At the Mayflower Grace Spa in Washington, Connecticut, dry brushing is incorporated into many treatments, from a detox sea mud wrap to an immune system support protocol, says Lise Sargent, guest services supervisor. “Along with normalizing lymph flow, it leaves your skin softer, pores clearer, and your whole body with more energy,” she says. The therapists at the Arrabelle in Vail, CO, use dry brushing as the first step in their Sports Enthusiast Body Recovery treatment to jump-start the healing process for tired or overworked muscles. In San Francisco at the Cavallo Point Lodge Healing Arts Center, the therapy is used in multiple treatments including the two-hour Infrared Salt Ritual, where it’s paired with Himalayan salt crystals and stones, plus an Amethyst BioMat that warms and nourishes the body with far infrared rays and negative ions. And at the Chill Spa at the Hotel Terra Jackson Hole, Wyoming, the supremely relaxing Lavender and Goat Milk treatment begins with therapeutic dry brushing—followed by a massage with shea butter, coconut oil, and goat’s milk powder, a foot scrub of raw lavender buds, and a warm wrap.
Dry brushing is one of those rare things that feels just as good when you do it yourself, and it’s incredibly easy to incorporate into your routine. Most experts recommend dry brushing in the morning, rather than before bed because of its energizing qualities. Some people use the brush on its own, others put a bit of body oil onto the brush before they use it. “Shower before skin brushing if you’re using an oil on the brush,” says Marrone, who brushes on Rose & Jasmine Oil (goop, $66) to maximize benefits. “If not, shower after skin brushing then apply oil or lotion.” It’s fantastic to do in conjunction with a sauna or steam, too.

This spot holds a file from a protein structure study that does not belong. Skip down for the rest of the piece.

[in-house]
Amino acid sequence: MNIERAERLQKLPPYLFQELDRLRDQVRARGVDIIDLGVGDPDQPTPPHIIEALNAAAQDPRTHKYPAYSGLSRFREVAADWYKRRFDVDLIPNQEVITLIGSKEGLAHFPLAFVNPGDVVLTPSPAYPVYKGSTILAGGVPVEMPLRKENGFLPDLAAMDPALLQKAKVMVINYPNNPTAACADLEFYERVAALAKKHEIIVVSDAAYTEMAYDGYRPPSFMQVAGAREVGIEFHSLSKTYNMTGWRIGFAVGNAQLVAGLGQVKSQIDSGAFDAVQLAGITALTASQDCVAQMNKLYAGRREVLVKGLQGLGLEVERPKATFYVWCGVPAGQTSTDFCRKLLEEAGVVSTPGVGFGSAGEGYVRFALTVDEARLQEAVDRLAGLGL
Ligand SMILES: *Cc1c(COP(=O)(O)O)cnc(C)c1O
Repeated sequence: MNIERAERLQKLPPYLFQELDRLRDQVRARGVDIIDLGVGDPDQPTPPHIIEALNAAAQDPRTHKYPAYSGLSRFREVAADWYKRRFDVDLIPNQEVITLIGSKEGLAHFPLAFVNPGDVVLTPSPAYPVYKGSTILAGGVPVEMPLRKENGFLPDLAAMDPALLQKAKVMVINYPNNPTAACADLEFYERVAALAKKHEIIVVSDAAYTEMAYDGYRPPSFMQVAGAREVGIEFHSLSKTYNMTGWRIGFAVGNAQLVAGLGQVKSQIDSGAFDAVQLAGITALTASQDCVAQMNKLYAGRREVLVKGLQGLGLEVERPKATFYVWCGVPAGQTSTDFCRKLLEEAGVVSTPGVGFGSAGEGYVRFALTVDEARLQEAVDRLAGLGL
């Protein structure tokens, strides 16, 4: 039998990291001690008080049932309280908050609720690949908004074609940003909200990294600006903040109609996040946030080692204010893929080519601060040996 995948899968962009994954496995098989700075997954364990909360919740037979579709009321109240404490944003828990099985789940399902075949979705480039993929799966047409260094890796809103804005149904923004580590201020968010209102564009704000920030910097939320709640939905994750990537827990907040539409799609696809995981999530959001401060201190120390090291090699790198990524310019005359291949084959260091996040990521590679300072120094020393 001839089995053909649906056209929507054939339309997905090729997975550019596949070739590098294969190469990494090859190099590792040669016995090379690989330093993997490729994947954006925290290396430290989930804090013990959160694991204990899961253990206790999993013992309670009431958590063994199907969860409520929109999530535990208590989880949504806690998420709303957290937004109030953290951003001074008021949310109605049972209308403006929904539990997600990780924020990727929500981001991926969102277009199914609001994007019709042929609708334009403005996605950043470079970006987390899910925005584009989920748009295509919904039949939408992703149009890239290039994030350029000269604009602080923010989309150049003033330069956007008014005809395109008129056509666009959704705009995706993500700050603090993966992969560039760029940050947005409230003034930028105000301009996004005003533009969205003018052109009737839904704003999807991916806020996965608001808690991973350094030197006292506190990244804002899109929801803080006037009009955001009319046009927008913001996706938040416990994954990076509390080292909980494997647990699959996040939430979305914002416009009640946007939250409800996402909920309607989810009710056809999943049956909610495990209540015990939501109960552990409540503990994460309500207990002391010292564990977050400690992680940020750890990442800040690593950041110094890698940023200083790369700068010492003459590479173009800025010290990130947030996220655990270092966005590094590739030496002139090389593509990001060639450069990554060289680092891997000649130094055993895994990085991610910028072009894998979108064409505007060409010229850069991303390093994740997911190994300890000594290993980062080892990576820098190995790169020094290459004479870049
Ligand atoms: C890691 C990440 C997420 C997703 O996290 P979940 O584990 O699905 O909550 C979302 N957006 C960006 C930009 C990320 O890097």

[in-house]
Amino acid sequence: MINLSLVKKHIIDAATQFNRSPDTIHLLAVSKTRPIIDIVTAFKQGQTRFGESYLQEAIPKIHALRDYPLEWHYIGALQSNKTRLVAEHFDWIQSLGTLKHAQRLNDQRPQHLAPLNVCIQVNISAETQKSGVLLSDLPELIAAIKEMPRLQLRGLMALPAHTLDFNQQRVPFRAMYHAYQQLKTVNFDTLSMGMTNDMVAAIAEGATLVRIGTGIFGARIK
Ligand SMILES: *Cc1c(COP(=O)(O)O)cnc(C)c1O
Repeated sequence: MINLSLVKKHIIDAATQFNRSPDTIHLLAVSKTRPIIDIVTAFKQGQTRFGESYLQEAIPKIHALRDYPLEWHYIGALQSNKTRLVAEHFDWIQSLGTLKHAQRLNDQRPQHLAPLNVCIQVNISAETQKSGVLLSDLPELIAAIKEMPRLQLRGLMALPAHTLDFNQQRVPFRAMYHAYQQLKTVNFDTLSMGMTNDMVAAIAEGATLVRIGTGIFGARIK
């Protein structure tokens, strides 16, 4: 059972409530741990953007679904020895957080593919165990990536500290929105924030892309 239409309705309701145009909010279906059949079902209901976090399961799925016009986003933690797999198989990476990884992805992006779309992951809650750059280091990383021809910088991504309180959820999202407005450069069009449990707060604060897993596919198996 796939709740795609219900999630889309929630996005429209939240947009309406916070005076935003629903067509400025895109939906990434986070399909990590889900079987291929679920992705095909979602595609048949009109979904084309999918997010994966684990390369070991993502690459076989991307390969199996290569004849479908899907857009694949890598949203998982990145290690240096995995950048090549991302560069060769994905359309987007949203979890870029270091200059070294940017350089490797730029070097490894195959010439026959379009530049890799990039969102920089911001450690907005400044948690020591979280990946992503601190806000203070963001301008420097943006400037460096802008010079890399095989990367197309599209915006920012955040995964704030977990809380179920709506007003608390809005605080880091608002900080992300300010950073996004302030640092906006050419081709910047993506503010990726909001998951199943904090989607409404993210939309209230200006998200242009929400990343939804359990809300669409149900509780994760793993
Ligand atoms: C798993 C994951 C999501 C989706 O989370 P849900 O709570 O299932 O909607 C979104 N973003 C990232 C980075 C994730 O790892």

To do it yourself, start at your feet and brush upward towards the heart. “The chest area is where the lymph system drains,” says Sargent. Similarly, when you start on your arms, begin at the hands and work upward. Use firm, small strokes upwards, or work in a circular motion. For the stomach, work in a counterclockwise pattern. Harsh exfoliation is never the point; be sure not to press too hard, or use too-stiff of a brush. “Any kind of brushing or exfoliation should be gentle and should never break the skin.” Marrone adds. “I’ve tried skin brushes that are so hard they cannot be used due to the damage they do. I chose a medium soft cactus bristles for our skin brush for gentleness: The skin should never be scratched or damaged.”
Dedicate at least three to five minutes to brushing, says Michelle Kelthy, spa director at the Ritz-Carlton Spa in Naples, Florida, who finds the practice also helps with water retention. Marrone says the increased circulation and exfoliation regular dry brushing stimulates helps smooth the appearance of cellulite, too.
Dry brushing can also be done on the face, but the action should be even gentler, only once or twice a week (in place of other kinds of exfoliation) and use a brush specifically designed for face, like the one from Mila Moursi, Paris ($39, goop.com). Work upwards again, on both face and neck and moisturize with a face oil: We love Winter Oil from De Mamiel (goop, $114), Rodin Olio Lussio (goop, $170), or Kypris 1,000 Roses (goop, $225).